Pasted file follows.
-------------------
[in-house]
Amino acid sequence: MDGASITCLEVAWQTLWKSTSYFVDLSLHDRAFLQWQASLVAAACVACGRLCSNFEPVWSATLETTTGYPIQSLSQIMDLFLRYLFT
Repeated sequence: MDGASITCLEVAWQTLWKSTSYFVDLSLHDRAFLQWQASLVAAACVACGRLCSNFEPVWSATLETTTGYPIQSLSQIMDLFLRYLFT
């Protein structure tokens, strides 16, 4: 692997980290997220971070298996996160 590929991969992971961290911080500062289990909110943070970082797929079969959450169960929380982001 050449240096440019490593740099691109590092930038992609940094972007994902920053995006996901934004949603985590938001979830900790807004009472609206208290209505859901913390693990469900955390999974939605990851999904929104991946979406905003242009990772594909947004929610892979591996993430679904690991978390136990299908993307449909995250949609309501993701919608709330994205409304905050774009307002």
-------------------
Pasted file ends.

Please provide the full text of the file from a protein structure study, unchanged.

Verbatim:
[in-house]
Amino acid sequence: MDGASITCLEVAWQTLWKSTSYFVDLSLHDRAFLQWQASLVAAACVACGRLCSNFEPVWSATLETTTGYPIQSLSQIMDLFLRYLFT
Repeated sequence: MDGASITCLEVAWQTLWKSTSYFVDLSLHDRAFLQWQASLVAAACVACGRLCSNFEPVWSATLETTTGYPIQSLSQIMDLFLRYLFT
């Protein structure tokens, strides 16, 4: 692997980290997220971070298996996160 590929991969992971961290911080500062289990909110943070970082797929079969959450169960929380982001 050449240096440019490593740099691109590092930038992609940094972007994902920053995006996901934004949603985590938001979830900790807004009472609206208290209505859901913390693990469900955390999974939605990851999904929104991946979406905003242009990772594909947004929610892979591996993430679904690991978390136990299908993307449909995250949609309501993701919608709330994205409304905050774009307002």